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Friday, 17 June 2016

A guest post from our work experience student Joanna

Hello, my name is Joanna Hewson. I recently spent 2 weeks at ScHARR on my year 10 work experience, working 5 days with RDS (Research Design Service) in the innovation centre and the other 5 days with IR (Information Resources) in Regent Court. Over the course of the two weeks, I have gained so many new skills and have got a real insight into working life.

In RDS, I learned about how the NIHR (National Institute for Health Research) can help with public involvement and funding in people’s research and found out about what it is like to do different jobs in the Research Design Service, such as what it is like to work in DTS (Design, Trials and Statistics) and what the CTRU (Clinical Trials Research Unit) do. Also, I helped set up for an event and afterwards, collated the information into a spreadsheet. I also produced a spreadsheet, table and list of organised dates for the Volidays scheme. This was interesting and I feel I benefitted from it through learning about jobs that I wouldn’t have known existed without this placement.

In IR, I found out about what different jobs they do as well, such as working on ScHARRHUD ( or doing infographics in the library. I also learned about e-learning and created some work sheets for online students. As well as this, I found out about the libraries on the campus and got a tour of a few. Also, I searched different databases to collect information on a topic for research – I feel this is where I learned a new skill in being able to use databases such as MEDLINE and Web of Science. I’ve really enjoyed the fact that people have given me work to do that may be new and sometimes challenging for me and not just small, easy jobs.

I’ve had a really great time on this placement and everyone I have met or spoke to has been kind, welcoming, helpful and patient with me if I didn’t understand something. It has been an excellently valuable experience and has given me an idea as to what I may do when I leave school.

Friday, 27 May 2016

An introduction to Altmetrics for Librarians, Researchers and Academics

Andy Tattersall
Andy Tattersall
Andy Tattersall has an edited book coming out in June on the topic of Altmetrics. Altmetrics - A practical guide for librarians, researchers and academics is published by Facet Books. As part of the book launch Andy has created a short video explaining altmetrics in addition to writing a blog post for Cilip which can read in full below.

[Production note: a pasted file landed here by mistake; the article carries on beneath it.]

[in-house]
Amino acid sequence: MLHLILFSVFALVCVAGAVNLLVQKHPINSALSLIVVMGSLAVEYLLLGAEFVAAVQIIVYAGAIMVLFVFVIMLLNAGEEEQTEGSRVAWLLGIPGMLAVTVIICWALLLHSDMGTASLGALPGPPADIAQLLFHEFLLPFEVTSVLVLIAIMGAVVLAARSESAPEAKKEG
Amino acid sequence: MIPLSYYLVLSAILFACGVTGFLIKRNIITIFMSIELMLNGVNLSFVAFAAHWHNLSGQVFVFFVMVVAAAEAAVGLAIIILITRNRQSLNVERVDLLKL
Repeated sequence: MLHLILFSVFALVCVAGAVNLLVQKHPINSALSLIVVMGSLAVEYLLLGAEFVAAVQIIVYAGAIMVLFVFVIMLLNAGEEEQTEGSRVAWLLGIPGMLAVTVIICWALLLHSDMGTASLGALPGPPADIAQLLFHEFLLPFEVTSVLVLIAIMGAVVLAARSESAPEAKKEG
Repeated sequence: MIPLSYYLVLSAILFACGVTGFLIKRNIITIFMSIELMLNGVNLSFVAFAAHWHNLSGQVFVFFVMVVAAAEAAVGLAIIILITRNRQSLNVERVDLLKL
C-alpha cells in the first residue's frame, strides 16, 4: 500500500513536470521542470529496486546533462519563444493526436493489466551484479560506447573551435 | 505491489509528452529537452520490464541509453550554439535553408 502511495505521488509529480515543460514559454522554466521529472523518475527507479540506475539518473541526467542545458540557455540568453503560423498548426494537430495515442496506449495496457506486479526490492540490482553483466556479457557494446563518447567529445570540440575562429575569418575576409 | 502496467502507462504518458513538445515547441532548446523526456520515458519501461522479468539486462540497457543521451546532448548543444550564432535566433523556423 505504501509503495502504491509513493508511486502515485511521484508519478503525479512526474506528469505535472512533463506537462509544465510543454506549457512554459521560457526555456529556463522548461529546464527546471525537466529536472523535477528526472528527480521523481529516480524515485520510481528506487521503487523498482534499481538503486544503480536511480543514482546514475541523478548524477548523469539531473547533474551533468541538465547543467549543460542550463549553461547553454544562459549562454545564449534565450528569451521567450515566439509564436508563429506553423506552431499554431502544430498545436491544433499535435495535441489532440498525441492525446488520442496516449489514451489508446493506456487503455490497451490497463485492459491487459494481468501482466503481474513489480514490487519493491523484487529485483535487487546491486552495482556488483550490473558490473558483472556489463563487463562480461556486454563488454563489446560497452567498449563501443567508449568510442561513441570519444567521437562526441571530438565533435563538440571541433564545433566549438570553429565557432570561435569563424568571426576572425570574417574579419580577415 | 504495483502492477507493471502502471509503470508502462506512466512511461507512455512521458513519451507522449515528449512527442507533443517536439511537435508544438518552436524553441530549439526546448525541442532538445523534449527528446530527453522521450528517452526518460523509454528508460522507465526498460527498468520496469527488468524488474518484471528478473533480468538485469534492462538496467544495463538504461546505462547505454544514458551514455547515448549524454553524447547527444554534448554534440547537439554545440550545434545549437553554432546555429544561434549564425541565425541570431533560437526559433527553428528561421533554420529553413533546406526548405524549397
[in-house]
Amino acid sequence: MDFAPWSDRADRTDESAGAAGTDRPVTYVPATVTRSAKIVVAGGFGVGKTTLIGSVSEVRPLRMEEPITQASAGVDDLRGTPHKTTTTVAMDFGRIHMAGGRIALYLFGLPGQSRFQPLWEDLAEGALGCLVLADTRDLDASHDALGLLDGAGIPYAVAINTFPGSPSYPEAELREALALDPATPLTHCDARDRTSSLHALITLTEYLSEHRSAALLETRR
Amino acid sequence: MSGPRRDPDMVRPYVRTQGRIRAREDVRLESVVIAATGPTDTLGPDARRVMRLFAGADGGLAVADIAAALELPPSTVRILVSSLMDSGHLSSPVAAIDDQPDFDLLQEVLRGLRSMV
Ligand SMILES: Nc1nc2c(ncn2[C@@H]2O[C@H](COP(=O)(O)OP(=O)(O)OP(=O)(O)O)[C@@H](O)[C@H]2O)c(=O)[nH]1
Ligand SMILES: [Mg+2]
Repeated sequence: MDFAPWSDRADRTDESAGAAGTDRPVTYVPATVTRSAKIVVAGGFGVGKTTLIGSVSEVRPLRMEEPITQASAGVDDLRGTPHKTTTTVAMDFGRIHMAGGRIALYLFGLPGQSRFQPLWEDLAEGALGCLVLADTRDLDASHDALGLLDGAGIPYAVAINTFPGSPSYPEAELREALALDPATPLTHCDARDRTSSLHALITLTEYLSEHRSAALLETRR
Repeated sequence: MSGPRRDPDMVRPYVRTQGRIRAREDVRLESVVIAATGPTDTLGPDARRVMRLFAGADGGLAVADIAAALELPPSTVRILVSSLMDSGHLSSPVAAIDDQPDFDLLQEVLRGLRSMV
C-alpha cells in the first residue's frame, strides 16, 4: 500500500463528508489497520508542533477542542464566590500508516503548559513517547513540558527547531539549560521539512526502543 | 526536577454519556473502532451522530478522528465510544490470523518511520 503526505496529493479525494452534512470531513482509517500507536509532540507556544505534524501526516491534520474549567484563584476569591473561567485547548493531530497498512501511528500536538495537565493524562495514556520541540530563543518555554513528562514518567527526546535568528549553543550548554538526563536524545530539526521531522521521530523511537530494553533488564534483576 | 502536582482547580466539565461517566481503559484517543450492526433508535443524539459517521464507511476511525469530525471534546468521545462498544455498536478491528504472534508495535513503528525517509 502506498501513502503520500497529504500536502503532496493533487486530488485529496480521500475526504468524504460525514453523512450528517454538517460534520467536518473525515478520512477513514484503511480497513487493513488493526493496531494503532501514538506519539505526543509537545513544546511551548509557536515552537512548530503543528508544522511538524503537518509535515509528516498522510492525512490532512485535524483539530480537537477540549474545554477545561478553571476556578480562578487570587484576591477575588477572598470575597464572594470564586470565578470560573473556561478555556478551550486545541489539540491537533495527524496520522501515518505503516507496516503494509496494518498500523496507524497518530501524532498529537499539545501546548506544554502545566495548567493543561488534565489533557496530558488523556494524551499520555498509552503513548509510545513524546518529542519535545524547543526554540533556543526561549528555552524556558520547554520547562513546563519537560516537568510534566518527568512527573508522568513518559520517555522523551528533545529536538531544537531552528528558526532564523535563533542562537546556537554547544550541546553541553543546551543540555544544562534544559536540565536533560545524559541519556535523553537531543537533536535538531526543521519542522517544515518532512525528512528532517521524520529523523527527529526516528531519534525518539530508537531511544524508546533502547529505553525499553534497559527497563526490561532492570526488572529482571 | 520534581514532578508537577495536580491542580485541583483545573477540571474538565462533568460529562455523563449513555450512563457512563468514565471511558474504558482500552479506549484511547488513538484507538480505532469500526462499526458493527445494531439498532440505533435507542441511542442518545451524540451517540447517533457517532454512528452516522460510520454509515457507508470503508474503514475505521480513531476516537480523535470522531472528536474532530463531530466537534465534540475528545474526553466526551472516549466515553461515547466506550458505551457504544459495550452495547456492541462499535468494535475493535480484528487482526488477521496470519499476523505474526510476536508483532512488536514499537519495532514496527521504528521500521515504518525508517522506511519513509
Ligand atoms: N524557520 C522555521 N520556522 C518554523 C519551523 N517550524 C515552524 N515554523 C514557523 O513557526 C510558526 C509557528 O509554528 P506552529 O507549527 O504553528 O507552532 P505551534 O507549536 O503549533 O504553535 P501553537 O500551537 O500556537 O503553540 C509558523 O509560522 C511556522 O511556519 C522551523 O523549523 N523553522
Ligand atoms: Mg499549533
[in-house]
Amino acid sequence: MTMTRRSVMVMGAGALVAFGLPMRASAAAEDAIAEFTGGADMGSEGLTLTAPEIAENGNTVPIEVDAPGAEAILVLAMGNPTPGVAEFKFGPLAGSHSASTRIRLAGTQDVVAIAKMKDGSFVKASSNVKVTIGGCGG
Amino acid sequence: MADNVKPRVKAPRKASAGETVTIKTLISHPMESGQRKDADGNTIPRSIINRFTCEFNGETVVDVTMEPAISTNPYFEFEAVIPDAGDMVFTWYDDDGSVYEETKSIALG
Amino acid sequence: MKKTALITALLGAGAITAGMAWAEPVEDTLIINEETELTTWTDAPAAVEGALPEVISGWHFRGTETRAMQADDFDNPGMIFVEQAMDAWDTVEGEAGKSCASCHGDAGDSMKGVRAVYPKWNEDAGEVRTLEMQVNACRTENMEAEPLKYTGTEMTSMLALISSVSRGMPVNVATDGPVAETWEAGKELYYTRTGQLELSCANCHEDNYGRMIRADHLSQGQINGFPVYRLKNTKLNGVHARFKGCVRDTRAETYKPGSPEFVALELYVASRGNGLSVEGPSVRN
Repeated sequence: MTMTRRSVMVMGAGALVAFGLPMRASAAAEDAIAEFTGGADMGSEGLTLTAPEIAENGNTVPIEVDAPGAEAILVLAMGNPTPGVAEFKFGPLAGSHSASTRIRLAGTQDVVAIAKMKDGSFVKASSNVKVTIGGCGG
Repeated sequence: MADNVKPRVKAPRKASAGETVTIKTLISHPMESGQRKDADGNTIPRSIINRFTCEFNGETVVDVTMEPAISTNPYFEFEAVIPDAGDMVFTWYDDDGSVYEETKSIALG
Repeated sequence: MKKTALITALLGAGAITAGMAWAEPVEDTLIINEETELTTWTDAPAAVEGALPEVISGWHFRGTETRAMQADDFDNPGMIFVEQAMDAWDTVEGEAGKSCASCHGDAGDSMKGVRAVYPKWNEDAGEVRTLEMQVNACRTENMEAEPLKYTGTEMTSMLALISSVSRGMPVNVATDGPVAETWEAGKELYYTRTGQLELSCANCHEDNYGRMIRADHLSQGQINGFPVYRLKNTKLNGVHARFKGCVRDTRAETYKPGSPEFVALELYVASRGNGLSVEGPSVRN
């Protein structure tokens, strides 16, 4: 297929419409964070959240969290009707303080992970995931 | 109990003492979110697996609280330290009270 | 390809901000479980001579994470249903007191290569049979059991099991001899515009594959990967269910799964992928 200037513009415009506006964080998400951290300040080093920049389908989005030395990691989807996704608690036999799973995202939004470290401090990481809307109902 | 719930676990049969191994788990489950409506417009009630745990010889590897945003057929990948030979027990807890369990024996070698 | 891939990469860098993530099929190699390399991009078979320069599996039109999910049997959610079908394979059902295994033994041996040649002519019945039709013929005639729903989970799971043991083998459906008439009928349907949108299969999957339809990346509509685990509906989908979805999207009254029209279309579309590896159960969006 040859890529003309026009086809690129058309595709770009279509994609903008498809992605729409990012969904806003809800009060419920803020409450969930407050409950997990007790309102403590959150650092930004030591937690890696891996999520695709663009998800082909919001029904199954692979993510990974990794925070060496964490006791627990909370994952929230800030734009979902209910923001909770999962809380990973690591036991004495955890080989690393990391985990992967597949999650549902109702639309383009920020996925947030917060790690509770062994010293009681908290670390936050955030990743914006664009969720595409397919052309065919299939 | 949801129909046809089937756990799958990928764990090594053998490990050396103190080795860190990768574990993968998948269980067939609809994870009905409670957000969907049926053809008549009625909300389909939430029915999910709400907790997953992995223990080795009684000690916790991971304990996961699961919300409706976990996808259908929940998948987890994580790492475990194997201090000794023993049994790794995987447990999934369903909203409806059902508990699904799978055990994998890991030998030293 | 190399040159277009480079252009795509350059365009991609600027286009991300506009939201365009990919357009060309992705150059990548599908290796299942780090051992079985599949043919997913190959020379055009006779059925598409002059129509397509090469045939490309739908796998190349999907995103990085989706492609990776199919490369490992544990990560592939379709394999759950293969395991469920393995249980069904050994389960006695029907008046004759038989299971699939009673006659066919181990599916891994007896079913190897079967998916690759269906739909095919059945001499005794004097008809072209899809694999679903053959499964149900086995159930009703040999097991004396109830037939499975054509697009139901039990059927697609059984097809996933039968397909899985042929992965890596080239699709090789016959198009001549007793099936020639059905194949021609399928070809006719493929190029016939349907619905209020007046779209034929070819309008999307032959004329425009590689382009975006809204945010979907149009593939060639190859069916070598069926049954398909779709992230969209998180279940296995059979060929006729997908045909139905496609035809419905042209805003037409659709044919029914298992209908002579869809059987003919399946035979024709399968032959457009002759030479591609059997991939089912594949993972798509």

The book can be pre-ordered and purchased from various outlets. 

Altmetrics: What they are and why they should matter to the library and information community

Altmetrics is probably a term that many readers of this blog will have heard of but are not quite sure what it means and what impact it could have on their role. The simple answer is that altmetrics stands for alternative metrics.
When we say alternative we mean alternative to traditional metrics used in research and by libraries, such as citations and journal impact factors. They are by no means a replacement to traditional metrics but really to draw out more pertinent information tied to a piece of academic work. A new way of thinking about altmetrics is to refer to them as alternative indicators.

Scholarly communication is instrumental to altmetrics

There is also the focus on scholarly communication as altmetrics are closely tied to established social media and networks. Scholarly communication is instrumental to altmetrics and much of what it sets out to measure. These include tools such as Twitter, LinkedIn and blogs as well others including Mendeley and Slideshare.
The main protagonists of the altmetrics movement are ImpactStory which was set up by Jason Priem who coined the term ‘altmetrics’. They are joined by FigshareAltmetric.comMendeley, PLOS and Kudos, amongst others. These were mostly established by young researchers who were concerned that research was being measured on the grounds of just a few metrics. These were metrics that gave an unbalanced view of research and did not take into account the technologies that many academics were using to share and discuss their work.
Altmetrics is not just about bean counting, though obviously the more attention a paper gets whether that be citations or Tweets the more interesting it may be to a wider audience, whether that be academics, students or the wider world. The more Tweets a paper gets does not necessarily mean it is better quality than those that do not get Tweeted as much, but the same applied to traditional metrics, more citations does not always mean a great piece of research, it can occasionally highlight the opposite.

Altmetrics provide an insight into things we have not measured before

What altmetrics sets out to do is provide an insight into things we have not measured before, such as social media interaction, media attention, global reach and the potential to spot hot topics and future pieces of highly cited work. In addition altmetrics allows content to be tracked and measured that in the past had been wholly ignored. Such as datasets, grey literature, reports, blog posts and other such content of potential value. 
The current system recognised a slim channel of academic content in a world that is diversifying constantly at a much faster pace than ever. The academic publishing model has struggled to catch up with the modern world of Web 2.0 and social media and therefore academic communication has been stunted. Tools such as Twitter, blogs and Slideshare have allowed researchers to get their content onto the Web instantly, often before they have released the content via the formal channels of conferences and publications.
Tools such as ImpactStory, Figshare and look at the various types of scholarly content and communication and provide metrics to help fund holders, publishers, librarians, researchers and other aligned professionals get a clearer picture of the impact of their work.